Silicon Valley director faces gender discrimination complaints
Valley Water board Director Rebecca Eisenberg is pictured in this file photo.

    Newly-elected Valley Water board Director Rebecca Eisenberg is facing a slew of workplace complaints alleging she made discriminatory remarks after she accused the agency of sexism.

    It’s a dysfunctional situation for the 7-member board that oversees the region’s largest water supplier—a body that’s long been plagued by deep political rifts, animosity and division.

    In November, Eisenberg unseated embattled predecessor Gary Kremen, who faced allegations of his own that included workplace bullying. Eisenberg blasted Valley Water for failing to hold Kremen accountable and making changes after an independent investigation found Kremen violated district policies when he bullied, verbally assaulted and threatened female district workers. The complaints came after San José Spotlight revealed Kremen shared partially nude photos with a staffer on his county assessor campaign.

    “I made it extremely clear that the findings in the Kremen report were unacceptable and indicative of a hostile workplace for women,” Eisenberg told San José Spotlight. “I complained to the district counsel on several occasions that we were violating our legal obligations by failing to take remedial measures to avoid future harassment. He’s supposed to be our moral center.”

    But documents obtained by San José Spotlight accuse Eisenberg of gender discrimination and making inappropriate comments to workers. Eisenberg is being accused of discriminating against men and belittling Valley Water officials, according to a Jan. 23 letter from Valley Water CEO Rick Callender to board chair John Varela and Carlos Orellana, the district counsel.

    The letter claims Eisenberg said Valley Water should be led by a woman of color and hire women-led contractors. It also alleged Eisenberg said the infrastructure issues facing the region today—such as flooding—happened because men “love to build things” using concrete. She reportedly told Valley Water officials they are untrustworthy and incompetent, bullied them by saying they lacked common sense and used abusive language such as “douchebag” and “ass” in her emails, according to the letter obtained by San José Spotlight.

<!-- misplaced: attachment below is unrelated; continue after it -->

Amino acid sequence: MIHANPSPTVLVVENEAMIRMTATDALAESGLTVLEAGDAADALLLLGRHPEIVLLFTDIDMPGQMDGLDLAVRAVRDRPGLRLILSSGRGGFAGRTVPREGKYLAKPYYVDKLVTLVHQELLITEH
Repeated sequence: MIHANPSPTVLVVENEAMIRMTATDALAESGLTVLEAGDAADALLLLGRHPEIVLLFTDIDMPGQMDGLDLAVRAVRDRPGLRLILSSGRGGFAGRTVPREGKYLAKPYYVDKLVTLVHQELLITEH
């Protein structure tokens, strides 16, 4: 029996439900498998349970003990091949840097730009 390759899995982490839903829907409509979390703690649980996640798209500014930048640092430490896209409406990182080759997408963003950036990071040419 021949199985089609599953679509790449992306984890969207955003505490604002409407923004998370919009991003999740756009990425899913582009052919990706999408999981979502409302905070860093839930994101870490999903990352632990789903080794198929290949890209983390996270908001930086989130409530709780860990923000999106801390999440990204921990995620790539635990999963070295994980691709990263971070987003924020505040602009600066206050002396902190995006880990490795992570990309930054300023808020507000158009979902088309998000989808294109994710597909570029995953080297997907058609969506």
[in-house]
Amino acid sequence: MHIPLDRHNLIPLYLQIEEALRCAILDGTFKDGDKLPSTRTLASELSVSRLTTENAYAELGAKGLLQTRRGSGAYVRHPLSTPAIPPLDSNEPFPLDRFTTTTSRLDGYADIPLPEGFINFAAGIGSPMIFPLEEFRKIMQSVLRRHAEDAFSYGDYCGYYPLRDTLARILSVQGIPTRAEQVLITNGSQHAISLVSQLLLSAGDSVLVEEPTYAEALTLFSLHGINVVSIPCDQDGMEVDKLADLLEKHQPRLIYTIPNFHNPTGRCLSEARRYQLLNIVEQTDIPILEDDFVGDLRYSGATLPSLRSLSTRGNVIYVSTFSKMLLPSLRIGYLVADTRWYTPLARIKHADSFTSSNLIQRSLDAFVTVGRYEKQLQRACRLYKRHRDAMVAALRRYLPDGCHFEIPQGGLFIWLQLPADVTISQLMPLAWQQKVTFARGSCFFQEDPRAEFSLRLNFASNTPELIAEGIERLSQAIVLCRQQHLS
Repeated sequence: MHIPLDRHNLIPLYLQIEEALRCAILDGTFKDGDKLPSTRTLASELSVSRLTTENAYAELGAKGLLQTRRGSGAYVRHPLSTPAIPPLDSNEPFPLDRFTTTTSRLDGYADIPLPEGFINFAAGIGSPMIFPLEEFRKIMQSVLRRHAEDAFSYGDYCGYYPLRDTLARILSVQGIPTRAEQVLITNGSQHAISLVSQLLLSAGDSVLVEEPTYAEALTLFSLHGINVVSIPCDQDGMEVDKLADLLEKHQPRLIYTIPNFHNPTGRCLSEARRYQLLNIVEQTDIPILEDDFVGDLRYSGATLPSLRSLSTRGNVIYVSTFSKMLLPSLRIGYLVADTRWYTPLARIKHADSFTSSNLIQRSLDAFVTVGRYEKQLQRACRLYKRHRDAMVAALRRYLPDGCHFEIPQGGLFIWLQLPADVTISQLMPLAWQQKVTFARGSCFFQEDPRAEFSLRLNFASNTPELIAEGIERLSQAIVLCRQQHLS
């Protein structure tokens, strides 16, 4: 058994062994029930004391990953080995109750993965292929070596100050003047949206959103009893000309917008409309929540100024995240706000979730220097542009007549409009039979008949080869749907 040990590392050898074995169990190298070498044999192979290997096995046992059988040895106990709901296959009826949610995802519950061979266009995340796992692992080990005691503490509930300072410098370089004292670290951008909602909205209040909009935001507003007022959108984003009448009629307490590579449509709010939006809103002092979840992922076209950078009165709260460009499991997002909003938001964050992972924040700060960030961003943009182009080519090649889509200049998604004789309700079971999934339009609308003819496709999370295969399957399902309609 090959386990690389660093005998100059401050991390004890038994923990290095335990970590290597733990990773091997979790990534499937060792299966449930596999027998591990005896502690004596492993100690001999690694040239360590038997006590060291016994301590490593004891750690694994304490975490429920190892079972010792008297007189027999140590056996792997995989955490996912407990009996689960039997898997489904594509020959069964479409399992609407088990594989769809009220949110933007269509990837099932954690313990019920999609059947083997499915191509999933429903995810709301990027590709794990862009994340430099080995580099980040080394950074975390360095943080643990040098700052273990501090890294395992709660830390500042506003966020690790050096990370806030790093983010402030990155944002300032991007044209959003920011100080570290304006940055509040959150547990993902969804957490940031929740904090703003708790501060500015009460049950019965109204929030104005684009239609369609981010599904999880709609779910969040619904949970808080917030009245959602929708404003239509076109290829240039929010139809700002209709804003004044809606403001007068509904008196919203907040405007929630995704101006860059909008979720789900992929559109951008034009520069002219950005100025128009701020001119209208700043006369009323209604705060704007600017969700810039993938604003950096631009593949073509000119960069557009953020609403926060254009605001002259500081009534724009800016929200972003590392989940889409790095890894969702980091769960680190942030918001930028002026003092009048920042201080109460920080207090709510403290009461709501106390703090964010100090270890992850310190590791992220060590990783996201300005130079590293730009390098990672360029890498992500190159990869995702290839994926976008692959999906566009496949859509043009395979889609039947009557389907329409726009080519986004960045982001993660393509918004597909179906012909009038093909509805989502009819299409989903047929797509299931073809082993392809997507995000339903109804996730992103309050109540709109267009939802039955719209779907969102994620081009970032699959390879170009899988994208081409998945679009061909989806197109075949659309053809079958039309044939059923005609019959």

It’s unclear how many complaints have been lodged against Eisenberg, but the letter indicates Callender received grievances from multiple people.

    “These behaviors have had a direct chilling effect on both male and female members of staff who have directly expressed to me fear, concern and trepidation about past and potential future interactions with Director Eisenberg,” Callender wrote in the letter. “This fear has created an environment where staff can not perform at their best.”

    Callender confirmed the authenticity of letter, but declined comment.

    “I can not further comment on this issue as it is with the board to determine how to handle, and I don’t want any comment that I provide to influence any decisions on this matter,” he told San José Spotlight.

    Eisenberg said the letter is retaliation after she raised concerns about how women are treated at the water agency. She denied most of the letter’s claims, but admitted to questioning Orellana’s qualifications because of how he handled the Kremen probe and his support for Measure A. The measure, which voters approved in June, extended director term limits and was criticized for its misleading wording.

    “If there is a textbook case of retaliation, this would be it,” Eisenberg said. “They’re attempting to harass me and retaliate against me for exercising of my rights and for my calling attention of the flagrant sexism that has infected this agency for a long time.”

    Varela and Orellana didn’t respond to requests for comment.

    The political rift on the Valley Water Board of Directors isn’t new, but Eisenberg’s election appears to have fanned the flames. One of the most divisive decisions was to appoint Callender as CEO in 2020. The male board members—including Kremen—banded together and voted 4-3 in favor of Callender. The female board members voted no. In 2008, Callender faced sexual harassment claims from a colleague, who sued him and Valley Water in 2009. The lawsuit was eventually dropped.

    Eisenberg claims Varela demonstrated gender bias when appointing directors to committees and dismissed her qualifications by excluding her from a capital improvement committee. She said he favors the male board members.

    Board Director Barbara Keegan is siding with Eisenberg and criticized the committee appointment process.

    “We should have tried to accommodate at least every director’s first choice. She has considerable experience in terms of project financing budgets, (but) she did not make it into the (committee),” Keegan told San José Spotlight. “She wants to serve the interests of her constituents and to do what she believes (is) the best interests of the public, and I think she is going to ruffle a few feathers.”

    Director Jim Beall, a former state senator who was elected in November to replace Director Linda LeZotte, sees it differently. He said it’s critical for Eisenberg to begin working cooperatively with her fellow board directors. He suggested the board work with a mediator or go on a retreat.

    “Do you want to spend all your time getting even with people that offended you, or do you want to spend time getting something good done?” Beall told San José Spotlight. “Because you can’t do both.”

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